The battle system is one thing I want to touch on in particular because it’s a bit of a step back. The modern Tales games seem bent on adding gimmicks to complicate the battle system, and while this may be fine in concept, the new bells and whistles just feel unintuitive in most of these games. It is sort of like adding honey to a PB&J sandwich — you already have a good sandwich between the peanut butter and the jelly, why put honey on there, too?
There is no weapon swapping here, and no stamina to keep you from spamming. Vesperia boasts the 3D action combat system the series has come to be known for, but its intricacies lie in the timing of your skills and positioning rather than simply using enemy weaknesses. Timing your approach and combos means everything here, lest you take a few hits and loads of damage.
I prefer this more straightforward battle approach because it doesn’t overwhelm you with mechanics to start, but it does require that you get proficient with the combat to actually do well. Very rarely does the player feel like the game is handing them a win outside of field battles, and if you are unable to skillfully dodge attacks and dish them out in kind, you won’t be able to thrive in Vesperia.
Tales of Vesperia is packed with so much side content, you could easily spend just as much, if not more, time doing optional tasks as you will playing the story.
Side content in this game equates to a lot more than wandering around and talking to NPCs, though. You get to play a handful of minigames, hunt down secret items, and take on massive and grueling bosses as side dishes to the overall meal. That’s not even all of it.
It’s difficult to go into all the different side content there is available here, but one thing to keep in mind is that some side content is hard to find and totally missable. Yes, there are a lot of missables in Tales of Vesperia, and often they are so far away from where the story is taking place you’d never be able to guess.
Some people really hate missing content in a game and will skip it for this fact, but I’m not bothered considering the game is meant to be an adventure. The party isn’t full of clairvoyants, and the sheer amount of content is enough to warrant a second playthrough. Any missed content is perfect excuse to play it again and get all the skits.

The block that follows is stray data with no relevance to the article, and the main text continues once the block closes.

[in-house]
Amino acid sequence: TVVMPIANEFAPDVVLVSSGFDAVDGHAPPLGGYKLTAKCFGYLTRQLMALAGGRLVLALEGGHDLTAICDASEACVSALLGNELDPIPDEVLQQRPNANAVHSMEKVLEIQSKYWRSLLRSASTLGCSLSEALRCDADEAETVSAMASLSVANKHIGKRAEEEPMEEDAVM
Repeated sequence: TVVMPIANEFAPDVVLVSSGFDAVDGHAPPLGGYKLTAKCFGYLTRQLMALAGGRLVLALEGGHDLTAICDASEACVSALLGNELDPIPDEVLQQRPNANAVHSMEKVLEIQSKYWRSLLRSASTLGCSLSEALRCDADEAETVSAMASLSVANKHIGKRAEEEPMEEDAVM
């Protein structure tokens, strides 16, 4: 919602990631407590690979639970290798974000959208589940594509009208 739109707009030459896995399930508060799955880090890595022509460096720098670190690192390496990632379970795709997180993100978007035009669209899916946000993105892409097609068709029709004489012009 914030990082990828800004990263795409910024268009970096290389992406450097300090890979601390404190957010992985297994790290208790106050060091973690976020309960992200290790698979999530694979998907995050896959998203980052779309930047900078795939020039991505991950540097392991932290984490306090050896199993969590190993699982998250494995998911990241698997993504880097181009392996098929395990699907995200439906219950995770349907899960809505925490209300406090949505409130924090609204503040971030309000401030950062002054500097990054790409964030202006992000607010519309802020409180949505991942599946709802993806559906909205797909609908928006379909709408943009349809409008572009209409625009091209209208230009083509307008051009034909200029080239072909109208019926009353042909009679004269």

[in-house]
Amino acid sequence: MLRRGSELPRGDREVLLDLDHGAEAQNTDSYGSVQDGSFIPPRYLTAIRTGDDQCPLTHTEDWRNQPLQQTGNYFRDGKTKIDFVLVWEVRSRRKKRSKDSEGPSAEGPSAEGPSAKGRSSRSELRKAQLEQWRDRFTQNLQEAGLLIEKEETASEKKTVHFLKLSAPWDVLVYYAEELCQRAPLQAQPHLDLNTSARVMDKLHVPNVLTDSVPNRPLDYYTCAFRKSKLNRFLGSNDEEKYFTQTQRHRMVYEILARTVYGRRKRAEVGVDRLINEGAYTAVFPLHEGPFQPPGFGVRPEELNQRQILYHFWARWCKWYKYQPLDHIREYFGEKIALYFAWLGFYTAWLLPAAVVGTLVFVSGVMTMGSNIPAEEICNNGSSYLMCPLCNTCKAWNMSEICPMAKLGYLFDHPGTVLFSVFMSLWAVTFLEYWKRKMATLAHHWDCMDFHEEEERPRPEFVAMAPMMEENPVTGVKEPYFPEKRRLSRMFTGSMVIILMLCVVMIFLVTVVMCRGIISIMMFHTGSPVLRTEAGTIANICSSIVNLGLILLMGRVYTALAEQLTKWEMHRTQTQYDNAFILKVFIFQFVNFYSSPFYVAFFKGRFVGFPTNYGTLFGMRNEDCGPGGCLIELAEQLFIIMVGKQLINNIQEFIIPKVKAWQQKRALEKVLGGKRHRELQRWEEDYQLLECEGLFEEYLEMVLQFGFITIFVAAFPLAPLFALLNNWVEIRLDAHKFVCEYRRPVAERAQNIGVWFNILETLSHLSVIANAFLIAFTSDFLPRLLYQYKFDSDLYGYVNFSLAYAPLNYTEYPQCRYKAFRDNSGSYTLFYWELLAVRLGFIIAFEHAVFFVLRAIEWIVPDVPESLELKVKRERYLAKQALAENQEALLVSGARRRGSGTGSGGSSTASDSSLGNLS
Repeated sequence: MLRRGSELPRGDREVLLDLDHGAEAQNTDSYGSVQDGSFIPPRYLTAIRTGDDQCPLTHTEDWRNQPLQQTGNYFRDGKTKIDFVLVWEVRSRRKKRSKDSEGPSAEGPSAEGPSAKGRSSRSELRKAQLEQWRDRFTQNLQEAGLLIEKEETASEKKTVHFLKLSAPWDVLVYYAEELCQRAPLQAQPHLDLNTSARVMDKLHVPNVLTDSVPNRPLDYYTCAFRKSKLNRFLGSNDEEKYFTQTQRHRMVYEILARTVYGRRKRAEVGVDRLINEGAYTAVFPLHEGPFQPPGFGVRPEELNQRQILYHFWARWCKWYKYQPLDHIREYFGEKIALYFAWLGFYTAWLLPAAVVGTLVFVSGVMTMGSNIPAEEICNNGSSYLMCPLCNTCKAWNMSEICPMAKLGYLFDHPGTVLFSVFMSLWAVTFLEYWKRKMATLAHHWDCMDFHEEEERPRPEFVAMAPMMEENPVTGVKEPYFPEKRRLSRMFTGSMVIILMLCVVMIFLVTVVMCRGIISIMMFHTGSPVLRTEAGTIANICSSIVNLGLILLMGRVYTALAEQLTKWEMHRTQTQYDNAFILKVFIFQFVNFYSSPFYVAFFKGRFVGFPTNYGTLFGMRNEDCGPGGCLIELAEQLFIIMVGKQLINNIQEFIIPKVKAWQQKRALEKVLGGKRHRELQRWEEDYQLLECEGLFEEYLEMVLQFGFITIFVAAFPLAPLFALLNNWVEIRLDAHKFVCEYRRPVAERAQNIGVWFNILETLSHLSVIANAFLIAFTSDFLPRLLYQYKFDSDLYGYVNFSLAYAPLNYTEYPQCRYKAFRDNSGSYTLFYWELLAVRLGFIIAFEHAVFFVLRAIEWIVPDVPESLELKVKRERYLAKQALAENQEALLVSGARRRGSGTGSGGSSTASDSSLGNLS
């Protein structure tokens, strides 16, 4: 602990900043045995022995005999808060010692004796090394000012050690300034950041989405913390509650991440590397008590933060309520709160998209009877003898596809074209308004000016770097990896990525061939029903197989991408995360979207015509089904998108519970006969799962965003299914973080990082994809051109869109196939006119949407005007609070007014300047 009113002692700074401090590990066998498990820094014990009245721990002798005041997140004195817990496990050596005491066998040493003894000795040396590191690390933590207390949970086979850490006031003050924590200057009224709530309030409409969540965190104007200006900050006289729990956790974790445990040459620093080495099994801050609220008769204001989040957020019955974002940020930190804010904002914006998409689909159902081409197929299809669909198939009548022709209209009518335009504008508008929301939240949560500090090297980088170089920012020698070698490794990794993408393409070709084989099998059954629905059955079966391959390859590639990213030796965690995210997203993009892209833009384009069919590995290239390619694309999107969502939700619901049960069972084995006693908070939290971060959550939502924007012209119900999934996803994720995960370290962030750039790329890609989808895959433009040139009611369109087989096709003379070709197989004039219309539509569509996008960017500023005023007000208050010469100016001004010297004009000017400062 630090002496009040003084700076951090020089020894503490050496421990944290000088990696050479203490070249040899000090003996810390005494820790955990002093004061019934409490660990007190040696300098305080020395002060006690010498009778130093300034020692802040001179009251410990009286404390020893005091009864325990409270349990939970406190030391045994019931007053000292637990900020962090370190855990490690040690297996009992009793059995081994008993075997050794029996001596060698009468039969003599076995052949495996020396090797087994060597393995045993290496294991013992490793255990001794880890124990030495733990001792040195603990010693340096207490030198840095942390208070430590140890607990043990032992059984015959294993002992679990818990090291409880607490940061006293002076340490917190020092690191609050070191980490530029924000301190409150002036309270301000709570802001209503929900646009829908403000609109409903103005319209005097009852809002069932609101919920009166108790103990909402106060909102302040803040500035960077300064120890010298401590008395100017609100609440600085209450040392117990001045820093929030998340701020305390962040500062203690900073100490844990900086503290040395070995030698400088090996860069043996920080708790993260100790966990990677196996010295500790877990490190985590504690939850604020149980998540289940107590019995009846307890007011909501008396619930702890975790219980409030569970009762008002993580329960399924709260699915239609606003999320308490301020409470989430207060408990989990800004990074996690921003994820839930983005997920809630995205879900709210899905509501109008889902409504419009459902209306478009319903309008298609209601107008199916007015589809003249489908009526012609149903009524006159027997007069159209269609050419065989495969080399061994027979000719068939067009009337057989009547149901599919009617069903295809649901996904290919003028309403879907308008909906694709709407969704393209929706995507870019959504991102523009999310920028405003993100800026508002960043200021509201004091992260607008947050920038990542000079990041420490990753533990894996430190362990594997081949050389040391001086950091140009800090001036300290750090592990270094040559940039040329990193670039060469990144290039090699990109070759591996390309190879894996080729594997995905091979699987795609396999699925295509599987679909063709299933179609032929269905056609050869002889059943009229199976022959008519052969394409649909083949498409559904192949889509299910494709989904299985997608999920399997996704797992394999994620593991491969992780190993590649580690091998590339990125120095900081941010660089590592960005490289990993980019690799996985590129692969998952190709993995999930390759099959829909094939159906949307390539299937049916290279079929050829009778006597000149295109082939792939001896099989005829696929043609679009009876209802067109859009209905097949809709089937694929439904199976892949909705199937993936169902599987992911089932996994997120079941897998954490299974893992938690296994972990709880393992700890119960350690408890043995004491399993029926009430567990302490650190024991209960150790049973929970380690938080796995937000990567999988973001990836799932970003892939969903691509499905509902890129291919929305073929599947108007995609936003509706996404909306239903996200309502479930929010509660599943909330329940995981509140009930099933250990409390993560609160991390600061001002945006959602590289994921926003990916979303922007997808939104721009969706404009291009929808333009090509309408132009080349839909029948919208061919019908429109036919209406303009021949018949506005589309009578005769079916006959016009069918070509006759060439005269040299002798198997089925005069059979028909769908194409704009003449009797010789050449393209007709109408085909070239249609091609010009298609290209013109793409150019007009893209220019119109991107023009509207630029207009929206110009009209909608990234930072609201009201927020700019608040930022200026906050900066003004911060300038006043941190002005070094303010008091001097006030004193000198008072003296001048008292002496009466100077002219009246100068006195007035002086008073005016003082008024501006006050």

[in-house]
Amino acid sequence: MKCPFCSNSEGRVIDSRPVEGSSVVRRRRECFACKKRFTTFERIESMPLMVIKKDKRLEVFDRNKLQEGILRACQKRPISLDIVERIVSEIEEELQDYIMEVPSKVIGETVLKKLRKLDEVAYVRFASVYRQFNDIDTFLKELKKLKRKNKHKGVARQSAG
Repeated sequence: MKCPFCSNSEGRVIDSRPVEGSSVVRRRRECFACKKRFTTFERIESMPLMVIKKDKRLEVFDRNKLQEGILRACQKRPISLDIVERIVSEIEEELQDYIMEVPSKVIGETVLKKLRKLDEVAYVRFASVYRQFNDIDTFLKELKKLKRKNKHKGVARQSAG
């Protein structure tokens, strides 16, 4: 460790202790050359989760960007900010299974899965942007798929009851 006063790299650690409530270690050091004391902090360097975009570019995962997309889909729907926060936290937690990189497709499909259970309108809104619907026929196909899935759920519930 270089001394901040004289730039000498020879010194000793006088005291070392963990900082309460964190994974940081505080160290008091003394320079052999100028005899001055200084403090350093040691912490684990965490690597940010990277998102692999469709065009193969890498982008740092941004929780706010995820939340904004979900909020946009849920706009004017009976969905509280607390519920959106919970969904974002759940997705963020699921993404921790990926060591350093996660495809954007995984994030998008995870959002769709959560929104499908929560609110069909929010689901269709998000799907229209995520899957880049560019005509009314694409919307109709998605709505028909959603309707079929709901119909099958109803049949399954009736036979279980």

Yeah, I know, I didn’t touch on the graphics or the audio. The game looks and sounds great.
They had to get different English voice actors for the new voiced lines, so there are some big discrepancies in how the characters talk at times, though this is not an issue if you use the Japanese voice acting.
Tales of Vesperia: Definitive Edition is a game I thought I’d never see, but here we are, in 2019, with it bursting through the door as the first big JRPG release of the year and kicking absolute butt.
Yes, this is an overworld map! Do they even make these anymore?
This is a game that makes you want more for the genre, to wish it had evolved in a different direction from the course most developers have taken it.
Maybe I’m just old and bitter. Maybe I just miss the quality of JRPG we got on the PlayStation and PlayStation 2 and can’t see modern entries in an unbiased light. Regardless, I place Tales of Vesperia: Definitive Edition in the top 5 JRPG releases this generation with no question because it is the whole package of writing, aesthetic, challenge, and fun that I once demanded of my console RPGs and have found so hard to get today.
- Easily 50+ hours of engaging story content
- Beautiful anime-style visuals and music
- Another 40+ hours of side content to hunt down
- The best characters in the entire Tales series
- The changes in voice actors is noticeable and, at times, jarring
(Disclaimer: Writer was granted a copy of Tales of Vesperia from the publisher for review purposes.)
Tales of Vesperia: Definitive Edition Review — The Best Tales
Tales of Vesperia was one of the best JRPGs last gen, and Definitive Edition is easily one of the best JRPGs this gen.What Our Ratings Mean